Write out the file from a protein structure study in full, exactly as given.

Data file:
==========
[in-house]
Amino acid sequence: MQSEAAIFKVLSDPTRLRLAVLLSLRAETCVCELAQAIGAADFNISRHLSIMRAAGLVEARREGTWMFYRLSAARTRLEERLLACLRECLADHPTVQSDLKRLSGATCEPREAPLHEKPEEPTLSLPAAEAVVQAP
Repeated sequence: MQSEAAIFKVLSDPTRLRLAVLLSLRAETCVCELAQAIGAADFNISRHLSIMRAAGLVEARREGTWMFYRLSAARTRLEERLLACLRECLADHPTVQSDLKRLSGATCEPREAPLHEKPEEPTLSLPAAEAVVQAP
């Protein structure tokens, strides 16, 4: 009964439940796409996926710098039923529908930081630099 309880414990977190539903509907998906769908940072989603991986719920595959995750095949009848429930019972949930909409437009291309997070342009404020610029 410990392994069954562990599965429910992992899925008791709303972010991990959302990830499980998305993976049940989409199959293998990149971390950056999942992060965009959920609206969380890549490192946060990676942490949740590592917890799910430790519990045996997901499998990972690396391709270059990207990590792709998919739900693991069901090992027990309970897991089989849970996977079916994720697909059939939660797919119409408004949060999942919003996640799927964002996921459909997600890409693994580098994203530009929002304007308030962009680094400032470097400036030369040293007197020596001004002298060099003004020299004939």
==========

[in-house]
Amino acid sequence: MQSEAAIFKVLSDPTRLRLAVLLSLRAETCVCELAQAIGAADFNISRHLSIMRAAGLVEARREGTWMFYRLSAARTRLEERLLACLRECLADHPTVQSDLKRLSGATCEPREAPLHEKPEEPTLSLPAAEAVVQAP
Repeated sequence: MQSEAAIFKVLSDPTRLRLAVLLSLRAETCVCELAQAIGAADFNISRHLSIMRAAGLVEARREGTWMFYRLSAARTRLEERLLACLRECLADHPTVQSDLKRLSGATCEPREAPLHEKPEEPTLSLPAAEAVVQAP
């Protein structure tokens, strides 16, 4: 009964439940796409996926710098039923529908930081630099 309880414990977190539903509907998906769908940072989603991986719920595959995750095949009848429930019972949930909409437009291309997070342009404020610029 410990392994069954562990599965429910992992899925008791709303972010991990959302990830499980998305993976049940989409199959293998990149971390950056999942992060965009959920609206969380890549490192946060990676942490949740590592917890799910430790519990045996997901499998990972690396391709270059990207990590792709998919739900693991069901090992027990309970897991089989849970996977079916994720697909059939939660797919119409408004949060999942919003996640799927964002996921459909997600890409693994580098994203530009929002304007308030962009680094400032470097400036030369040293007197020596001004002298060099003004020299004939």